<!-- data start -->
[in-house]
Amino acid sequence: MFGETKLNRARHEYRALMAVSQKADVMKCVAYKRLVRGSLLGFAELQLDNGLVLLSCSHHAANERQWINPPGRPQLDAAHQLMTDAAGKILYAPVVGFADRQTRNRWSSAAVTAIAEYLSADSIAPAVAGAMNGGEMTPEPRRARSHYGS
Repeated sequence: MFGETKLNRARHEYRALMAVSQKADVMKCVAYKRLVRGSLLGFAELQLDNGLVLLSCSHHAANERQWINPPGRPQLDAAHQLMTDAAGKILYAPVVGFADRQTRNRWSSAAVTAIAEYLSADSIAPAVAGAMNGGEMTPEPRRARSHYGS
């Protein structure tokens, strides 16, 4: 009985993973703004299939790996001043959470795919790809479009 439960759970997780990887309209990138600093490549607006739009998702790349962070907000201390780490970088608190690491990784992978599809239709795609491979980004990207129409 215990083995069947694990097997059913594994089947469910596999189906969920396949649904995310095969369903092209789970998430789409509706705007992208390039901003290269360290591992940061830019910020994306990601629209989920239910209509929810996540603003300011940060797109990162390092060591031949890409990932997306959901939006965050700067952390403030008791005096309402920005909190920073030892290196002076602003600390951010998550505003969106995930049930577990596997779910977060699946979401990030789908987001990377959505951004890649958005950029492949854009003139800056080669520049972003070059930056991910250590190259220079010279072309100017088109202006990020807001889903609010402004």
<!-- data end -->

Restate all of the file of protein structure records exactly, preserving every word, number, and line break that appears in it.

[in-house]
Amino acid sequence: MFGETKLNRARHEYRALMAVSQKADVMKCVAYKRLVRGSLLGFAELQLDNGLVLLSCSHHAANERQWINPPGRPQLDAAHQLMTDAAGKILYAPVVGFADRQTRNRWSSAAVTAIAEYLSADSIAPAVAGAMNGGEMTPEPRRARSHYGS
Repeated sequence: MFGETKLNRARHEYRALMAVSQKADVMKCVAYKRLVRGSLLGFAELQLDNGLVLLSCSHHAANERQWINPPGRPQLDAAHQLMTDAAGKILYAPVVGFADRQTRNRWSSAAVTAIAEYLSADSIAPAVAGAMNGGEMTPEPRRARSHYGS
């Protein structure tokens, strides 16, 4: 009985993973703004299939790996001043959470795919790809479009 439960759970997780990887309209990138600093490549607006739009998702790349962070907000201390780490970088608190690491990784992978599809239709795609491979980004990207129409 215990083995069947694990097997059913594994089947469910596999189906969920396949649904995310095969369903092209789970998430789409509706705007992208390039901003290269360290591992940061830019910020994306990601629209989920239910209509929810996540603003300011940060797109990162390092060591031949890409990932997306959901939006965050700067952390403030008791005096309402920005909190920073030892290196002076602003600390951010998550505003969106995930049930577990596997779910977060699946979401990030789908987001990377959505951004890649958005950029492949854009003139800056080669520049972003070059930056991910250590190259220079010279072309100017088109202006990020807001889903609010402004």